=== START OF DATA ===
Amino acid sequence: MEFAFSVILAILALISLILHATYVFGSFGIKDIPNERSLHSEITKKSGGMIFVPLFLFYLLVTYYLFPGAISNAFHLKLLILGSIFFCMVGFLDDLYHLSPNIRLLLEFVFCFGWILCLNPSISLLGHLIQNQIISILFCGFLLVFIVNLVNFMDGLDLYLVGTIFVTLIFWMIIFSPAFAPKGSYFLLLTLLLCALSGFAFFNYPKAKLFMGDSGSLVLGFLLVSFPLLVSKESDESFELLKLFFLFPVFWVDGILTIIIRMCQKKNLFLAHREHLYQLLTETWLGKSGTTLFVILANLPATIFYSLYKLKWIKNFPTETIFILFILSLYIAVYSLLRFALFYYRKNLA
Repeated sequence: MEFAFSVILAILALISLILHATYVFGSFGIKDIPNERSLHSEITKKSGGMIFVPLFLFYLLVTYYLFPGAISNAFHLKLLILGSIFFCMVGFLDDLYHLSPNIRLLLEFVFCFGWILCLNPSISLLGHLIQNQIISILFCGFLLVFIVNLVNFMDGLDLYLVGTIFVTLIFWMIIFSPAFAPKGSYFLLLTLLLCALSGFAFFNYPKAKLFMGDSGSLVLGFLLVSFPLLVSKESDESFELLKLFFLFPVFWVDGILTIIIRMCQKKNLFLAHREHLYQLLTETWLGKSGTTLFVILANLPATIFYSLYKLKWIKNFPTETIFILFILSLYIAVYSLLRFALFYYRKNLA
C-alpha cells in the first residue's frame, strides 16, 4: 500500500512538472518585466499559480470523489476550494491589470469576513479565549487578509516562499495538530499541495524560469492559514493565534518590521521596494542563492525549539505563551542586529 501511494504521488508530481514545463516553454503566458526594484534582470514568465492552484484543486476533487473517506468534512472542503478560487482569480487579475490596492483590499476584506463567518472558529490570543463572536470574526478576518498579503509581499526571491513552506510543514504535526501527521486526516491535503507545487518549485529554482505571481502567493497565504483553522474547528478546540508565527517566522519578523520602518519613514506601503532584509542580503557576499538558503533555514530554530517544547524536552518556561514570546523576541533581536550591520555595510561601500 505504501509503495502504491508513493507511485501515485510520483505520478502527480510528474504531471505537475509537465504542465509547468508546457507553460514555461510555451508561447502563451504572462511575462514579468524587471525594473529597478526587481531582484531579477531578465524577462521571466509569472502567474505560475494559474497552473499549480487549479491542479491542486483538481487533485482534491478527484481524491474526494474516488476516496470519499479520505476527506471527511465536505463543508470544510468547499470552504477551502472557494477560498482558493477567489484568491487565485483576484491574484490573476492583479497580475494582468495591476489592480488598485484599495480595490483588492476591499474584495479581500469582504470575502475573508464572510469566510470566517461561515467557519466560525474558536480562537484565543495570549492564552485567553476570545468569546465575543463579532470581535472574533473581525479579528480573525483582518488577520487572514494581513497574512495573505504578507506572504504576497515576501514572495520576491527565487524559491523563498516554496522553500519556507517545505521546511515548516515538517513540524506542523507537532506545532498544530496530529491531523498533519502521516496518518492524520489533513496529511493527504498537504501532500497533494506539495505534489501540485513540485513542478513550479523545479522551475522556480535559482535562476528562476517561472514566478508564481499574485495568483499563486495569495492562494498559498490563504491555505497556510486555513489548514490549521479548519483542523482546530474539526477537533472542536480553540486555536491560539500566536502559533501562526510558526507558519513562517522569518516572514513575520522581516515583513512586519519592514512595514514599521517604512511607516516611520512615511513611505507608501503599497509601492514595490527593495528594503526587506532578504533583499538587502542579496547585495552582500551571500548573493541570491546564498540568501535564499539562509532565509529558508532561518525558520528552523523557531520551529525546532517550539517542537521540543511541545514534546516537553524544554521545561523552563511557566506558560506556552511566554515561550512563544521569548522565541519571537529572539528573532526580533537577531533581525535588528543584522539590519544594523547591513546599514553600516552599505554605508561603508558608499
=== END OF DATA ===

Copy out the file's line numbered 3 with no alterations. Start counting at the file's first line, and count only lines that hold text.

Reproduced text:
C-alpha cells in the first residue's frame, strides 16, 4: 500500500512538472518585466499559480470523489476550494491589470469576513479565549487578509516562499495538530499541495524560469492559514493565534518590521521596494542563492525549539505563551542586529 501511494504521488508530481514545463516553454503566458526594484534582470514568465492552484484543486476533487473517506468534512472542503478560487482569480487579475490596492483590499476584506463567518472558529490570543463572536470574526478576518498579503509581499526571491513552506510543514504535526501527521486526516491535503507545487518549485529554482505571481502567493497565504483553522474547528478546540508565527517566522519578523520602518519613514506601503532584509542580503557576499538558503533555514530554530517544547524536552518556561514570546523576541533581536550591520555595510561601500 505504501509503495502504491508513493507511485501515485510520483505520478502527480510528474504531471505537475509537465504542465509547468508546457507553460514555461510555451508561447502563451504572462511575462514579468524587471525594473529597478526587481531582484531579477531578465524577462521571466509569472502567474505560475494559474497552473499549480487549479491542479491542486483538481487533485482534491478527484481524491474526494474516488476516496470519499479520505476527506471527511465536505463543508470544510468547499470552504477551502472557494477560498482558493477567489484568491487565485483576484491574484490573476492583479497580475494582468495591476489592480488598485484599495480595490483588492476591499474584495479581500469582504470575502475573508464572510469566510470566517461561515467557519466560525474558536480562537484565543495570549492564552485567553476570545468569546465575543463579532470581535472574533473581525479579528480573525483582518488577520487572514494581513497574512495573505504578507506572504504576497515576501514572495520576491527565487524559491523563498516554496522553500519556507517545505521546511515548516515538517513540524506542523507537532506545532498544530496530529491531523498533519502521516496518518492524520489533513496529511493527504498537504501532500497533494506539495505534489501540485513540485513542478513550479523545479522551475522556480535559482535562476528562476517561472514566478508564481499574485495568483499563486495569495492562494498559498490563504491555505497556510486555513489548514490549521479548519483542523482546530474539526477537533472542536480553540486555536491560539500566536502559533501562526510558526507558519513562517522569518516572514513575520522581516515583513512586519519592514512595514514599521517604512511607516516611520512615511513611505507608501503599497509601492514595490527593495528594503526587506532578504533583499538587502542579496547585495552582500551571500548573493541570491546564498540568501535564499539562509532565509529558508532561518525558520528552523523557531520551529525546532517550539517542537521540543511541545514534546516537553524544554521545561523552563511557566506558560506556552511566554515561550512563544521569548522565541519571537529572539528573532526580533537577531533581525535588528543584522539590519544594523547591513546599514553600516552599505554605508561603508558608499